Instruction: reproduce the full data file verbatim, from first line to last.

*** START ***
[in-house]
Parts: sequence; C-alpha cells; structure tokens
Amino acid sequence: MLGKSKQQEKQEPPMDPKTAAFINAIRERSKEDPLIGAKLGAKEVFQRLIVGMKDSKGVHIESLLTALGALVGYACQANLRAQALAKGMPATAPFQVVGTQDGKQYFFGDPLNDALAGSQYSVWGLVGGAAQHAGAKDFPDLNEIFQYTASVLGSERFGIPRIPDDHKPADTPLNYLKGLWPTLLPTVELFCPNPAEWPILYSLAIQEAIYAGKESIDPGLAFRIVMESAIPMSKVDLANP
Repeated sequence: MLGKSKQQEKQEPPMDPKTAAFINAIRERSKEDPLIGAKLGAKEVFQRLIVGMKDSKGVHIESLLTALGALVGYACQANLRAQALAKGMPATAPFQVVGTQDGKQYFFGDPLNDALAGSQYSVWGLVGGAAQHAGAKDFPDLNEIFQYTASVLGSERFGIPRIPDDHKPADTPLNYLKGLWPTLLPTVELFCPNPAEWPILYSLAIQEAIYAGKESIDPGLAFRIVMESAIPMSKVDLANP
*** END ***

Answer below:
[in-house]
Parts: sequence; C-alpha cells; structure tokens
Amino acid sequence: MLGKSKQQEKQEPPMDPKTAAFINAIRERSKEDPLIGAKLGAKEVFQRLIVGMKDSKGVHIESLLTALGALVGYACQANLRAQALAKGMPATAPFQVVGTQDGKQYFFGDPLNDALAGSQYSVWGLVGGAAQHAGAKDFPDLNEIFQYTASVLGSERFGIPRIPDDHKPADTPLNYLKGLWPTLLPTVELFCPNPAEWPILYSLAIQEAIYAGKESIDPGLAFRIVMESAIPMSKVDLANP
Repeated sequence: MLGKSKQQEKQEPPMDPKTAAFINAIRERSKEDPLIGAKLGAKEVFQRLIVGMKDSKGVHIESLLTALGALVGYACQANLRAQALAKGMPATAPFQVVGTQDGKQYFFGDPLNDALAGSQYSVWGLVGGAAQHAGAKDFPDLNEIFQYTASVLGSERFGIPRIPDDHKPADTPLNYLKGLWPTLLPTVELFCPNPAEWPILYSLAIQEAIYAGKESIDPGLAFRIVMESAIPMSKVDLANP